UTG:I read between 150 and 340 individual poems each month. I have done no analysis on which months are the greatest in number or which months seem to lag behind -- whatever comes in, I read. Since each poet is limited to a maximum of four poems, you can do the math as to how many people submit to our magazine. Since we publish EVERY month, the number of submissions we receive per year is between the minimum of 150 x 12 (1,870) and maximum of 340 x 12 (4,080). :) We are more concerned with the number of poems we get to publish.
pd: What are your favorite poetry publications, whether online or print? Do you take any inspiration from these publications in your own?
UTG:I can't answer this question. In my office at home, I have two bookcases (8 feet high, six shelves, four feet across) full of books about poetry and how to write it, how to read it, how to understand it and books by poets, about poets, including their poetry, chapbooks, books I've reviewed, and miscellaneous commentary in magazines that I've kept. When I need answers or help or information, I'll grab the book most likely to provide the information or help I need.
Obviously, I'm prejudiced in favor of Poetic Voices (www.poeticvoices.com) online, but poeticdiversity, Poetic Arts, Nexus.com, sensitivePoetry.com, Poems Niedergasse.com, Poetry Society of America, and the chatrooms Platinum Poetry, Poetry Tag, and Poetry Workshop receive as much of my time and attention as I can provide.
pd: You obviously invest a great deal of time in your role as a poetry editor. How does that affect your writing, considering the volume of work you are exposed to on a daily basis?
UTG: Yes, poetry editing does take time, but I'm fortunate to be 74 years of age and not working full-time in a law office any longer. I serve five attorneys' offices from my home, transcribing their dictation of motions, briefs, letters, legal forms, and the like, but it isn't full-time work, just enough to earn the purchase of opera season tickets and concerts we want to attend, movie tickets ($7.50 even with senior discounts -- I remember going to the movies for 25 cents!) and small trips we like to take. None of that activity affects my writing. When the Muse visits me, there is plenty of paper and always a pen at hand, in almost every room in the house, and I can jot down the impulse/realization as it occurs. Since we get up at about 7:30 (when the cats want to go outside) and don't retire until 12:00 midnight or 1 a.m., the long day offers many opportunities to write in addition to my editor or legal duties.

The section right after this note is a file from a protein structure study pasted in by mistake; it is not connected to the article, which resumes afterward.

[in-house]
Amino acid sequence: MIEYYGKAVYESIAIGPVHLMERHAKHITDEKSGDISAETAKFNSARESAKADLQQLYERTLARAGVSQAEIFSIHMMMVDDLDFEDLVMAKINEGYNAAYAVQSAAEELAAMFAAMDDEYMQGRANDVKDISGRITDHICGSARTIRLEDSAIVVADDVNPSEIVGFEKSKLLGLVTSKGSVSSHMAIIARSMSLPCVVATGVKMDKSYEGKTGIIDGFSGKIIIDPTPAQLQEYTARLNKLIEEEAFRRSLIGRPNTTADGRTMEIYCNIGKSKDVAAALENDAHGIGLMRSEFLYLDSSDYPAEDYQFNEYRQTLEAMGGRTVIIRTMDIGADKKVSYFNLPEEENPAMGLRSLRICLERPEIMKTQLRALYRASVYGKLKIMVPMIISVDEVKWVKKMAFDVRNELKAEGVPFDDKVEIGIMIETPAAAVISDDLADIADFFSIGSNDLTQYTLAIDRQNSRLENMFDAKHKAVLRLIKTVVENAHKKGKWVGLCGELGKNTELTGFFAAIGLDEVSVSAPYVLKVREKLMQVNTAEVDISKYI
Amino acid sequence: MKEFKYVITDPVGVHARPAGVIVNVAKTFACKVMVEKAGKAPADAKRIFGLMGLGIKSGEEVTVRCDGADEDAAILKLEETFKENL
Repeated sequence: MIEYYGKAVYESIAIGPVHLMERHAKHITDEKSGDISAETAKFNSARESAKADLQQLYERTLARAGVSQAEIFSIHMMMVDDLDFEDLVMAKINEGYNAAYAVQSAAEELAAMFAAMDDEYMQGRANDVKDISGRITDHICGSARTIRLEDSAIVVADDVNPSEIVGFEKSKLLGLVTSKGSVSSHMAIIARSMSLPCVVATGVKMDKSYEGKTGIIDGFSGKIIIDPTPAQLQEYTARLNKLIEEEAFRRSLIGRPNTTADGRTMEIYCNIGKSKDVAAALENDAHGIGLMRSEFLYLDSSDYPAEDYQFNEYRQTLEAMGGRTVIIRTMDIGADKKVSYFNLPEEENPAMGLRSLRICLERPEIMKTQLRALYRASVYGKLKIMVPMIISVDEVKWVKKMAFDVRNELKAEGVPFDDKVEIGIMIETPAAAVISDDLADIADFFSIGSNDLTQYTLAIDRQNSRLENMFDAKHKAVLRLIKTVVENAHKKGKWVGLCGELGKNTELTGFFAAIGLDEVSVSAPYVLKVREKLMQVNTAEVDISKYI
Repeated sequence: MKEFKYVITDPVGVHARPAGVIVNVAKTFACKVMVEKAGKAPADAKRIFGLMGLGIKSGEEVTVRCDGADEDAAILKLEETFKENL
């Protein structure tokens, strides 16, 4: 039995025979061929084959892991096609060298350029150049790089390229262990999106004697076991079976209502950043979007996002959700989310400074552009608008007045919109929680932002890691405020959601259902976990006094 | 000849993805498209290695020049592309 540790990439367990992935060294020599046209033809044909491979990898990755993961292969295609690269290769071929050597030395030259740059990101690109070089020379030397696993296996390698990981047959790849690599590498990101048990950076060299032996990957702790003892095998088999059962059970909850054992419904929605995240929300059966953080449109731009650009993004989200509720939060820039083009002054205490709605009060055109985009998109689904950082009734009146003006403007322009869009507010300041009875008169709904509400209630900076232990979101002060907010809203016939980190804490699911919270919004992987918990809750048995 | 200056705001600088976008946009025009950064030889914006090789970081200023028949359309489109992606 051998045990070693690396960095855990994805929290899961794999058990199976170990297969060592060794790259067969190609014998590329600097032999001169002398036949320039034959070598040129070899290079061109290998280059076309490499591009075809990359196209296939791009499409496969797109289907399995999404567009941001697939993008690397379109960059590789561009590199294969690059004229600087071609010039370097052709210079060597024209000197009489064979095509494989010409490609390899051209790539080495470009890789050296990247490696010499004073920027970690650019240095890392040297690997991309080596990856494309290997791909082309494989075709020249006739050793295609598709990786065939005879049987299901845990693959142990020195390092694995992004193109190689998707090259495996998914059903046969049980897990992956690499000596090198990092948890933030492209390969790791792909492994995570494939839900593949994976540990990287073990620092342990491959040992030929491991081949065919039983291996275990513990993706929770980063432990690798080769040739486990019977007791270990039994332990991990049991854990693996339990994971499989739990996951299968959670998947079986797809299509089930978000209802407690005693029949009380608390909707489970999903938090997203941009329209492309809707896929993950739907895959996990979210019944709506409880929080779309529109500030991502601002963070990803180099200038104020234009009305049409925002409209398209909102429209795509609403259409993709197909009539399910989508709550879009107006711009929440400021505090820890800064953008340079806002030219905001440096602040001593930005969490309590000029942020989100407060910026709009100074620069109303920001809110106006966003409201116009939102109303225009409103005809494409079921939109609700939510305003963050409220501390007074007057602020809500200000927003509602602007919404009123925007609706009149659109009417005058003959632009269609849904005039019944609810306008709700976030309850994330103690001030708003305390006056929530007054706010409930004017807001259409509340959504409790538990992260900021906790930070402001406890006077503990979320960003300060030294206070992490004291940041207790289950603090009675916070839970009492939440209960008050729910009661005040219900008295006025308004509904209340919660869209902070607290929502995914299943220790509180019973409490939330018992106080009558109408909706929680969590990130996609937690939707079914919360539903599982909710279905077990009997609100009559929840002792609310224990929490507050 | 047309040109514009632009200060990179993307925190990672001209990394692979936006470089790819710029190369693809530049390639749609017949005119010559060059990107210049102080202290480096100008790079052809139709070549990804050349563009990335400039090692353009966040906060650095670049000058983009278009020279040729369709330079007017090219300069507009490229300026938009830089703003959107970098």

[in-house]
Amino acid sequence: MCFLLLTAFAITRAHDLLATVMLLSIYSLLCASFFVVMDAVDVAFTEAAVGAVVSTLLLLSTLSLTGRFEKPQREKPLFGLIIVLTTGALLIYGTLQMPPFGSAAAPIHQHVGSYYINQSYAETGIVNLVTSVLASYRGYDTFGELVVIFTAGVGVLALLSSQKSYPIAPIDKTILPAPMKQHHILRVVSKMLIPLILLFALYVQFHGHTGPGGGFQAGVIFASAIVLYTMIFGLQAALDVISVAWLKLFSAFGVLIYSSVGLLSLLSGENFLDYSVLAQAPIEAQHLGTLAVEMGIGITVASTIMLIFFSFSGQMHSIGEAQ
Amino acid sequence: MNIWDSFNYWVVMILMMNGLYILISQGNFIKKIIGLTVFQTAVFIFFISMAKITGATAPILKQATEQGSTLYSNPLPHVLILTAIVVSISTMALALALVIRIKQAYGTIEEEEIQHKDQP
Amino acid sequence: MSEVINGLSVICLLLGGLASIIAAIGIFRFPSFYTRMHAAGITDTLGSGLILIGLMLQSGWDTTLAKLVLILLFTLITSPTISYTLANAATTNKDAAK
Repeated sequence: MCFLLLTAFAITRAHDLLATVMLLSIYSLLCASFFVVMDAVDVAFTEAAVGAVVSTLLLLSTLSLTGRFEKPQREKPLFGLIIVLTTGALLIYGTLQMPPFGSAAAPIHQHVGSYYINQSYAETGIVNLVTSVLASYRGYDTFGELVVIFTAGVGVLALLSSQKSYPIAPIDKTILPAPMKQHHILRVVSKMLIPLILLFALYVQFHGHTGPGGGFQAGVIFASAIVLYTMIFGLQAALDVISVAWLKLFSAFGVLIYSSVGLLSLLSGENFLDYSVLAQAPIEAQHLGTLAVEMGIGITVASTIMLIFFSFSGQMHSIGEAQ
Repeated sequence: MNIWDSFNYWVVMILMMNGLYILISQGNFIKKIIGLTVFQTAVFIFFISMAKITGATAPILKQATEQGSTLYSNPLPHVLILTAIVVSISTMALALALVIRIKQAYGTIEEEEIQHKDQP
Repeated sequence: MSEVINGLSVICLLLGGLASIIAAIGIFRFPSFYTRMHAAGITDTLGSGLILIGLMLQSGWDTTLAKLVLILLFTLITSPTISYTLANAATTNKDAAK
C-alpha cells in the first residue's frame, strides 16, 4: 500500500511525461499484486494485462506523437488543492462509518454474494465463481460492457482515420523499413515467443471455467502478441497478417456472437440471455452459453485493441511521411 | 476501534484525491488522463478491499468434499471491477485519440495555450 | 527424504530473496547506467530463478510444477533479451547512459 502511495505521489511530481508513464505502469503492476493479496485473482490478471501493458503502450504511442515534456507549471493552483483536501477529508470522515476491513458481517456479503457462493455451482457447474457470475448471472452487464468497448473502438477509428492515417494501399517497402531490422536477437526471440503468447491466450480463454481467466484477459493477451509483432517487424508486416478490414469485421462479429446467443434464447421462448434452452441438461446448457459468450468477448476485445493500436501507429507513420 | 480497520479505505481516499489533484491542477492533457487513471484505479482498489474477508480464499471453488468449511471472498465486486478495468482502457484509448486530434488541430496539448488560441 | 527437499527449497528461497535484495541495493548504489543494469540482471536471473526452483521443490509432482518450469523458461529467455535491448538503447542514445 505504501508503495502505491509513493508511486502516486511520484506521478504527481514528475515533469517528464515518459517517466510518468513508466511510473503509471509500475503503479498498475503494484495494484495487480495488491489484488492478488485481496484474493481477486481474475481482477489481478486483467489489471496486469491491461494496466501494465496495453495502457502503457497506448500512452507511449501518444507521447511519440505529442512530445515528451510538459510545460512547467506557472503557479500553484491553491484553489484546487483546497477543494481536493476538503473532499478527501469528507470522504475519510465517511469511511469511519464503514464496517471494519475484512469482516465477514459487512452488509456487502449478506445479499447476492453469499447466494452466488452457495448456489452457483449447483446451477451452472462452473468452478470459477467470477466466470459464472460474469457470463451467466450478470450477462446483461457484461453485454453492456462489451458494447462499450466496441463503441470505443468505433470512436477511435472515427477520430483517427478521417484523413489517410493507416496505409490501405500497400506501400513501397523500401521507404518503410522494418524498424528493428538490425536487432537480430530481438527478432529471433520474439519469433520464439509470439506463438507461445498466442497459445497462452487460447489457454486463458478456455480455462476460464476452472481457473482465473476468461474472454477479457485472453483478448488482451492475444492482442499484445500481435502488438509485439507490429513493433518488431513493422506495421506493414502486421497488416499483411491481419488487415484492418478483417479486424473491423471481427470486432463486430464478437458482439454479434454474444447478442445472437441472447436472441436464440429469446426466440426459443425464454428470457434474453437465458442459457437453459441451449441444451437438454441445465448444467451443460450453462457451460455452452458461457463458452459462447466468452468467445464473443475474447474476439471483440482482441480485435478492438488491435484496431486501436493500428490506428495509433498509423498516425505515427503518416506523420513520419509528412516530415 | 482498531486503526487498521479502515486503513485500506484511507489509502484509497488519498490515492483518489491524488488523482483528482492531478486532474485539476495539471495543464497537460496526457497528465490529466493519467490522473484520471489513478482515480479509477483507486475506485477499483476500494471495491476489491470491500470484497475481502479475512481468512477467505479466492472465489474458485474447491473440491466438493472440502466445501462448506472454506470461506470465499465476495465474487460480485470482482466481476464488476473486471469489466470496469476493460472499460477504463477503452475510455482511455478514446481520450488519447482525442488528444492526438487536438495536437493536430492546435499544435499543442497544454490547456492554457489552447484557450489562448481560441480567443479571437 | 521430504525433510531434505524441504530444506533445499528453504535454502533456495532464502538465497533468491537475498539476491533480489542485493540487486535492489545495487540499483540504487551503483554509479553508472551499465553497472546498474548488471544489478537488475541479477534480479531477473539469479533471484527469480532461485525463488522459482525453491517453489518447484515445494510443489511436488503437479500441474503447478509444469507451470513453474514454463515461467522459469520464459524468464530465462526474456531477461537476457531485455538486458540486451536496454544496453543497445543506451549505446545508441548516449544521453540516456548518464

pd: I know you have extremely high standards for presentation, both on the page, and in performance. I (Marie speaking here) was fortunate enough to hear you on October 11th at Don K. Campbell's Pasadena reading. You read your poem "America" from the Push and Carry (or neither) Anthology (sponsored by the San Gabriel Valley Poetry Quarterly). Your recitation was clear, your words compelling, and you maintained constant eye contact with the audience. It definitely grabbed my attention! How did this standard develop? I know you've written a book about it (Be Prepared, Don't Mumble, Look UP! or How to Read Poetry Aloud, Dry Creek Press, 2003, 56 pages) Do you find oration to be a lost art? What (other than reading your book) can be done to regain this skill for contemporary poets?
UTG: In college, I was required to take a certain number of classes in English to support my English minor choice. One semester, I lacked two units of English and searched for some class I could take, and I found something called "Oral Interpretation," taught by Dorothy Kaucher, Ph.D. I had NO idea what it was about; it was really a class designed for speech and drama majors, and I, a Music major, felt very out of place among those dedicated thespians. But I listened and read and absorbed what Dr. Kaucher was offering. I did all the exercises, learned to edit material to suit time and occasion, learned to enunciate, learned inflection, learned to project my voice, learned about eye contact and its impact and value, learned pace and timing, learned what a pause does, learned how to shape a reading toward its ending, and learned how to prepare a program. I figured if I should turn out to be a teacher, my ability to read well might come in handy. The final assignment for the class was to edit a short story down to a 15-minute reading and present it in class. I chose "Was It a Dream" by Guy de Maupassant, a horror story told in vivid terms. I got an "A" in the class.